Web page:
School of Environment, Enterprise and Development researcher Jason Thistlethwaite received $95,550 in funding from The Marine Environmental Observation, Prediction and Response (MEOPAR) for his project, Insuring Canadian Coastal Communities in the Era of Wild Weather.
“The goal of this study is to assess the socio-economic impact of existing and future insurance availability and affordability for coastal communities in Atlantic Canada,” says Thistlethwaite. “Information on insurance offers important information on the preparedness of a community, and its capacity to recovery from extreme weather and climate change risk.”
The project is co-investigated with Dan Scott of Geography and Environmental Management and is also partnered with the University of Waterloo’s Partnership for Canada-Caribbean Climate Change Adaptation (ParCA) and the Institute for Catastrophic Loss Reduction (ICLR)
MEOPAR is a team of Canadian researchers improving Canada’s ability to manage and respond to risk in the marine environment and help reduce Canada’s vulnerability and exposure to hazards and improve responses to marine emergencies.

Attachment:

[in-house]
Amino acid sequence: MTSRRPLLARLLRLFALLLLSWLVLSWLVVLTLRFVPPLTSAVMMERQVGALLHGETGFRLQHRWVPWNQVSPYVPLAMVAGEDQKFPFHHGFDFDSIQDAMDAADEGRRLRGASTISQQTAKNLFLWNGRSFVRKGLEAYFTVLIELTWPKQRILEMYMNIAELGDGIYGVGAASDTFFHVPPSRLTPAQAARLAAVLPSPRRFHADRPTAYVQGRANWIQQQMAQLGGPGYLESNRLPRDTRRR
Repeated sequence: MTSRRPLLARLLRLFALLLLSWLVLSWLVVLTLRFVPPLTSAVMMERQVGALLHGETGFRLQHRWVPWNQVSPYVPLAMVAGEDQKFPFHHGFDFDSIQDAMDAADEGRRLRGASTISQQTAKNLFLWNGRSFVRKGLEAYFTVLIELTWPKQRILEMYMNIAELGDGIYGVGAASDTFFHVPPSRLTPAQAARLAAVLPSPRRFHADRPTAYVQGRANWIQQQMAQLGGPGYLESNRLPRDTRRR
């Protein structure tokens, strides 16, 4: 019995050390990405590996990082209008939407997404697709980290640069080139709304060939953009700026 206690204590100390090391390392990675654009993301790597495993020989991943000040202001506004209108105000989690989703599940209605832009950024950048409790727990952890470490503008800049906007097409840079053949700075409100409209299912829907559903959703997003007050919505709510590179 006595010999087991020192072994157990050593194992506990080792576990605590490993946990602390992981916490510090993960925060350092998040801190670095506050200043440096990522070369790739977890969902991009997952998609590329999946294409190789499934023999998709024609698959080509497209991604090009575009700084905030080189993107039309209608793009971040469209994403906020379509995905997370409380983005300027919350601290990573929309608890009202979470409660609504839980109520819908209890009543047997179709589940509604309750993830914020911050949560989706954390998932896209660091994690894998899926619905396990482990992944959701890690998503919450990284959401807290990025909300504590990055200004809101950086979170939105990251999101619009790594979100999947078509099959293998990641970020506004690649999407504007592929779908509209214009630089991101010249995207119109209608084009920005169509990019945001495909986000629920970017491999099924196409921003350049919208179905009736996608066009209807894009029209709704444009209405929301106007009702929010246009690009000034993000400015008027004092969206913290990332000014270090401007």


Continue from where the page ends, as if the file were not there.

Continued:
Thistlethwaite’s project is one of 12 upcoming projects sponsored by MEOPAR.
“The availability and affordability of insurance cannot be taken for granted,” says Thistlethwaite. “Wild weather, climate change and the growing cost of property damage puts significant pressure on insurance markets that can lead to shortages. Underinsurance leads to significant economic and social hardship as coverage is required to quality for a mortgage and local taxpayers must bear the costs of extreme weather and natural disasters.”
Thistlethwaite hopes the study creates an opportunity to assess areas where insurance is vulnerable. “Communities can use this knowledge to inform policy, investments and land-use in ways that sustain insurance and improve local resiliency to wild weather and climate change.”